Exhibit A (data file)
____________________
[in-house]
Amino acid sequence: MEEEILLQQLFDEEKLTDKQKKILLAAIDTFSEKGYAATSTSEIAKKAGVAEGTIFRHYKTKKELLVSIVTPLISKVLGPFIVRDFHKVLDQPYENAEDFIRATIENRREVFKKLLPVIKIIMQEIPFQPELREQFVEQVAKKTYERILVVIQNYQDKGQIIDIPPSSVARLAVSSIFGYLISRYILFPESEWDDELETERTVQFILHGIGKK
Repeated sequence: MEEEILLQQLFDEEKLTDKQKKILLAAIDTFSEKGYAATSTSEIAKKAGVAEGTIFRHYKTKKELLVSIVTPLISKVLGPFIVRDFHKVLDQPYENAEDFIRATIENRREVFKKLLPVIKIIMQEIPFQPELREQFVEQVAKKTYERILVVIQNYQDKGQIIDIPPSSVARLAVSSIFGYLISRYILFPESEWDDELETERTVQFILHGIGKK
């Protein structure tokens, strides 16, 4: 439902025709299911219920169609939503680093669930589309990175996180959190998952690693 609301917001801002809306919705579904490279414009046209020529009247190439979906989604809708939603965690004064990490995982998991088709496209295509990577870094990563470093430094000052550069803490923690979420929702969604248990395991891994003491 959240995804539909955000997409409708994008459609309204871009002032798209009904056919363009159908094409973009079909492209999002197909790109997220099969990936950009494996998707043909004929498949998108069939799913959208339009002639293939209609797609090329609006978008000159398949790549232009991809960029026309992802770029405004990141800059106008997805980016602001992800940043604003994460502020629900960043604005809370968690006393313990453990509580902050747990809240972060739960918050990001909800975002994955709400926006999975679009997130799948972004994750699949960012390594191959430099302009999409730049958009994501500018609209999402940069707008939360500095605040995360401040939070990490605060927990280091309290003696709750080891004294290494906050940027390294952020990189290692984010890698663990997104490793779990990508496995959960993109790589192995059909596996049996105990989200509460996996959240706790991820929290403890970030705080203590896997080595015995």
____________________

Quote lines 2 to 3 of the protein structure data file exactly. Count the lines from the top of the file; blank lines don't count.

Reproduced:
Amino acid sequence: MEEEILLQQLFDEEKLTDKQKKILLAAIDTFSEKGYAATSTSEIAKKAGVAEGTIFRHYKTKKELLVSIVTPLISKVLGPFIVRDFHKVLDQPYENAEDFIRATIENRREVFKKLLPVIKIIMQEIPFQPELREQFVEQVAKKTYERILVVIQNYQDKGQIIDIPPSSVARLAVSSIFGYLISRYILFPESEWDDELETERTVQFILHGIGKK
Repeated sequence: MEEEILLQQLFDEEKLTDKQKKILLAAIDTFSEKGYAATSTSEIAKKAGVAEGTIFRHYKTKKELLVSIVTPLISKVLGPFIVRDFHKVLDQPYENAEDFIRATIENRREVFKKLLPVIKIIMQEIPFQPELREQFVEQVAKKTYERILVVIQNYQDKGQIIDIPPSSVARLAVSSIFGYLISRYILFPESEWDDELETERTVQFILHGIGKK